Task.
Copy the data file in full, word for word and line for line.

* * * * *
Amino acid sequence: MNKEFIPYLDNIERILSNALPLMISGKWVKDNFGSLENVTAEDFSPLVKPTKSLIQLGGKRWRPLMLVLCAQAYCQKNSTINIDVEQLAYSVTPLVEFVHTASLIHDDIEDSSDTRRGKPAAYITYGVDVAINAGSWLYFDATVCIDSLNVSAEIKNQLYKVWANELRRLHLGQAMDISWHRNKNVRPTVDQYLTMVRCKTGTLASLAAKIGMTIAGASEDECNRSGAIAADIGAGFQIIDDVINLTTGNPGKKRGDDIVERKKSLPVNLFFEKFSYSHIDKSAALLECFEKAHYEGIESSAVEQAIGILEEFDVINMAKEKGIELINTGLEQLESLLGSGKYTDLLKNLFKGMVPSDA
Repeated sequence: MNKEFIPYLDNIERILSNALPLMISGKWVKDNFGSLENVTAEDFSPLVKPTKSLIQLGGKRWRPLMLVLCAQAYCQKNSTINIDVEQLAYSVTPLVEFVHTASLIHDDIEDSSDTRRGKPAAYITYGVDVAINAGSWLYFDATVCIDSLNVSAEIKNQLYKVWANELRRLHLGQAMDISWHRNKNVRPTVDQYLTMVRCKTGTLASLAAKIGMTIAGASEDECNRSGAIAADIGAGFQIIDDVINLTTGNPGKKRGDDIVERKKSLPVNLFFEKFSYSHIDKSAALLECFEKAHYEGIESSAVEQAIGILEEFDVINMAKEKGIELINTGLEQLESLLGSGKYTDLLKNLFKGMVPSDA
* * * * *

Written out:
Amino acid sequence: MNKEFIPYLDNIERILSNALPLMISGKWVKDNFGSLENVTAEDFSPLVKPTKSLIQLGGKRWRPLMLVLCAQAYCQKNSTINIDVEQLAYSVTPLVEFVHTASLIHDDIEDSSDTRRGKPAAYITYGVDVAINAGSWLYFDATVCIDSLNVSAEIKNQLYKVWANELRRLHLGQAMDISWHRNKNVRPTVDQYLTMVRCKTGTLASLAAKIGMTIAGASEDECNRSGAIAADIGAGFQIIDDVINLTTGNPGKKRGDDIVERKKSLPVNLFFEKFSYSHIDKSAALLECFEKAHYEGIESSAVEQAIGILEEFDVINMAKEKGIELINTGLEQLESLLGSGKYTDLLKNLFKGMVPSDA
Repeated sequence: MNKEFIPYLDNIERILSNALPLMISGKWVKDNFGSLENVTAEDFSPLVKPTKSLIQLGGKRWRPLMLVLCAQAYCQKNSTINIDVEQLAYSVTPLVEFVHTASLIHDDIEDSSDTRRGKPAAYITYGVDVAINAGSWLYFDATVCIDSLNVSAEIKNQLYKVWANELRRLHLGQAMDISWHRNKNVRPTVDQYLTMVRCKTGTLASLAAKIGMTIAGASEDECNRSGAIAADIGAGFQIIDDVINLTTGNPGKKRGDDIVERKKSLPVNLFFEKFSYSHIDKSAALLECFEKAHYEGIESSAVEQAIGILEEFDVINMAKEKGIELINTGLEQLESLLGSGKYTDLLKNLFKGMVPSDA